Arts

4:29pm

Tue August 4, 2015
Book News & Features

These Books Amp Up The Adrenaline In Summer Reading

Originally published on Tue August 4, 2015 8:02 pm

Copyright 2015 NPR. To see more, visit http://www.npr.org/.

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4:29pm

Tue August 4, 2015
Book News & Features

At Some Stores, Readers Can Go Get A Refund For 'Watchman'

Originally published on Tue August 4, 2015 8:02 pm

Copyright 2015 NPR. To see more, visit http://www.npr.org/.

Transcript

AUDIE CORNISH, HOST:

We offer a lot of reading suggestions here at NPR, and we hope we get it right. But what happens when you buy a book and it's nothing like what you thought it would be?

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4:29pm

Tue August 4, 2015
Author Interviews

The Bonds Of Friendship Stay Strong In 'Stranger'

Originally published on Tue August 4, 2015 8:02 pm

Author Rebecca Stead collects ideas before she sits down to write, even from the smallest encounters — like this one:

"The idea came from a girl — she was wearing cat ears, and I said 'nice ears,'" she tells NPR's Melissa Block. "And she said, 'Thanks! I've been wearing them for a year! I don't know why!' And then she ran away."

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4:15pm

Tue August 4, 2015
The Two-Way

Metropolitan Opera To Drop Use Of Blackface-Style Makeup In 'Otello'

Originally published on Tue August 4, 2015 6:08 pm

Tenor Placido Domingo performs the title role in a 1994 performance of Verdi's Otello at the Metropolitan Opera in New York.
Johan Elbers The LIFE Images Collection/Getty Images

The Metropolitan Opera is poised to make a big change.

When the fall production of Verdi's Otello opens next month, its lead character will not be wearing the traditional blackface-style makeup.

The Met tells NPR by email that its upcoming production of Otello will be the first without dark makeup since the company first produced the opera in 1891.

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3:43pm

Tue August 4, 2015
The Salt

How Percy Shelley Stirred His Politics Into His Teacup

Originally published on Tue August 4, 2015 9:27 pm

Joseph Severn's portrait of Percy Bysshe Shelley. The radical 19th century poet practiced the politics of the plate. For Shelley and other liberals of his day, keeping sugar out of tea was a political statement against slavery.
Joseph Severn Wikimedia

Born 223 years ago on Aug. 4, the great Romantic poet Percy Bysshe Shelley is celebrated for such works as his sublime odes to the skylark and West Wind. But he was also a radical thinker — and his revolutionary politics stormed in his teacup.

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3:06pm

Tue August 4, 2015
Book Reviews

'Dragonfish' Offers A Noir Vision Of An 'American Dream Gone Rancid'

Copyright 2015 NPR. To see more, visit http://www.npr.org/.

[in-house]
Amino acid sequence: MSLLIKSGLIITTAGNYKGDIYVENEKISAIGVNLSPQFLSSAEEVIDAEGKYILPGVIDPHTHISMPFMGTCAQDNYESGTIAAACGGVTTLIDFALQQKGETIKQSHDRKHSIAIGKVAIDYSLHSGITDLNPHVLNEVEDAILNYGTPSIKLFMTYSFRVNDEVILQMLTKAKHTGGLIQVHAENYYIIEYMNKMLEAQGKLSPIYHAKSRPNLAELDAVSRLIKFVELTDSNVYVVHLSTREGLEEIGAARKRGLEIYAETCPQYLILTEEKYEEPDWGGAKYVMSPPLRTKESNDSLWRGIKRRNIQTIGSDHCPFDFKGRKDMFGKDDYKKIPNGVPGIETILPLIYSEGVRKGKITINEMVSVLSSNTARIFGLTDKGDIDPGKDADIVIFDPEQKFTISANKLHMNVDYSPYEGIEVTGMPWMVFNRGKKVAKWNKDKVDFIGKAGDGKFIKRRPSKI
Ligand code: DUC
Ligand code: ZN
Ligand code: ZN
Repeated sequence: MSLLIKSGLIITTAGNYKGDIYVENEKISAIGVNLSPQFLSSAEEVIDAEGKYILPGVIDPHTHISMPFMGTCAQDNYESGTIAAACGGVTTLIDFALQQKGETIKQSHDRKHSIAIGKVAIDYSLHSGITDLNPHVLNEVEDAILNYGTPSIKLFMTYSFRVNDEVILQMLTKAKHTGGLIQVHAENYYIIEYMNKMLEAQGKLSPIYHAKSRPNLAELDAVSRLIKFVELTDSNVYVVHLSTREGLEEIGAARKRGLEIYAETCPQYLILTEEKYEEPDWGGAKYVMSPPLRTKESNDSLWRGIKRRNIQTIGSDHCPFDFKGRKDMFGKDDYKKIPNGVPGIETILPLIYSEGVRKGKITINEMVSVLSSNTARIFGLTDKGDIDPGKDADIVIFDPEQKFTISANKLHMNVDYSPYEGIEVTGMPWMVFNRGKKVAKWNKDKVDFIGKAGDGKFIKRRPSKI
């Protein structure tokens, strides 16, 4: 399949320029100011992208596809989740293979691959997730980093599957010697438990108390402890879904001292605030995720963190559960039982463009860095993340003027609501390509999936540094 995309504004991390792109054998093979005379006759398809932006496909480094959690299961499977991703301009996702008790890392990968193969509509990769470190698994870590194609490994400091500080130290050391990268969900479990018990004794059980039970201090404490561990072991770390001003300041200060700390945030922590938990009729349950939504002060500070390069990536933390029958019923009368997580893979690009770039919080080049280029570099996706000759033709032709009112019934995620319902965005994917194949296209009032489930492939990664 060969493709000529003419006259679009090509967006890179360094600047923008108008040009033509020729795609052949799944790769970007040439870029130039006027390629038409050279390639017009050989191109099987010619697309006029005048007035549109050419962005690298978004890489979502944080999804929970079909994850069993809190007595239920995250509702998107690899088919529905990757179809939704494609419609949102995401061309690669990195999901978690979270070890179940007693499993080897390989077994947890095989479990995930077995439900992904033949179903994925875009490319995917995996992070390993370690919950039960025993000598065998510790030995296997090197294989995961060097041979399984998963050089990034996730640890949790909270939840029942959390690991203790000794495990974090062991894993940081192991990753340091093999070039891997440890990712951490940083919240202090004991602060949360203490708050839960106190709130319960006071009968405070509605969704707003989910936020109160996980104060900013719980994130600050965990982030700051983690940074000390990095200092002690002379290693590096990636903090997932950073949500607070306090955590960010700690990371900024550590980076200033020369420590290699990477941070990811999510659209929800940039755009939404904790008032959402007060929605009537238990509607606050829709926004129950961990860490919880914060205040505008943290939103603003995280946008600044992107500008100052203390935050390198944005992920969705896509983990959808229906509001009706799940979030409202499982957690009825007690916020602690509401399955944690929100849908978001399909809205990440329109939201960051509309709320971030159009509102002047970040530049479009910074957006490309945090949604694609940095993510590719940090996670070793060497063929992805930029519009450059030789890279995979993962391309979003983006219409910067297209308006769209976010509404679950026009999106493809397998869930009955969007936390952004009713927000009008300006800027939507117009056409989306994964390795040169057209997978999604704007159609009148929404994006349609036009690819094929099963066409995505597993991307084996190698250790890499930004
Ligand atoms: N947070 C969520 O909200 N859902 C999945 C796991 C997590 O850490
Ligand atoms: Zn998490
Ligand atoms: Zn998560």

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DAVE DAVIES, HOST:

A just-published literary noir called "Dragonfish" puts a new spin on the old formula. Our book critic Maureen Corrigan has fallen hard for this tale of gamblers, dark alleys and dangerous dames. Here's her review.

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2:24pm

Tue August 4, 2015
Monkey See

A Pig, A Frog And Two Producers: 'The Muppets' Talk About Returning To Prime Time

Kermit the Frog and Gonzo return to television in ABC's The Muppets.
Eric McCandless ABC

Most of the panel discussions that happen at the Television Critics Association press tour currently underway in Beverly Hills have something critical in common: the panelists are humans. (Please hold your jokes about Hollywood. The critics in attendance have made them all.)

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10:03am

Tue August 4, 2015
Book Reviews

'Fifth Season' Embraces The Scale And Complexity Of Fantasy

Courtesy of Orbit Books

There are two ways to look at the kind of fantasy novels that come with big glossaries at the end. Negatively, they're self-indulgent exercises in building fictional worlds, with the author fixating on the sheer quantity of settings and characters to the exclusion of all else. Positively, fantasy-novel glossaries help the reader keep track of an intricate clockwork of imaginary peoples, places, and things — and that intricacy actually pays off.

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7:03am

Tue August 4, 2015
Book Reviews

Complex, Generational Music In Lyrical 'Daughters'

Originally published on Tue August 4, 2015 3:52 pm

From childhood, The Daughters' Lulu has been a creature of music, able to discern the notes of her surroundings on whim and command: The B-minor of a knife striking a glass, the pitch of different car horns, the musical composition of a waiter's dropped tray. As an adult, she is an opera singer in high demand, a soprano of rare talent who "[prefers] to sing the songs of witches."

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5:01pm

Mon August 3, 2015
Fine Art

Opulent And Apolitical: The Art Of The Met's Islamic Galleries

Originally published on Mon August 10, 2015 4:44 pm

Sultan 'Ali 'Adil Shah II Slays a Tiger (ca. 1660) is part of the Metropolitan Museum of Art's critically acclaimed Sultans of Deccan India, 1500-1700 Opulence and Fantasy exhibition.
The Ashmolean Museum, Oxford. Lent by Howard Hodgkin. Courtesy of the Metropolitan Museum of Art

This is an introduction to NPR's Muslim Artists, Now series, which will highlight contemporary Muslim musicians, writers, painters and filmmakers, among others.

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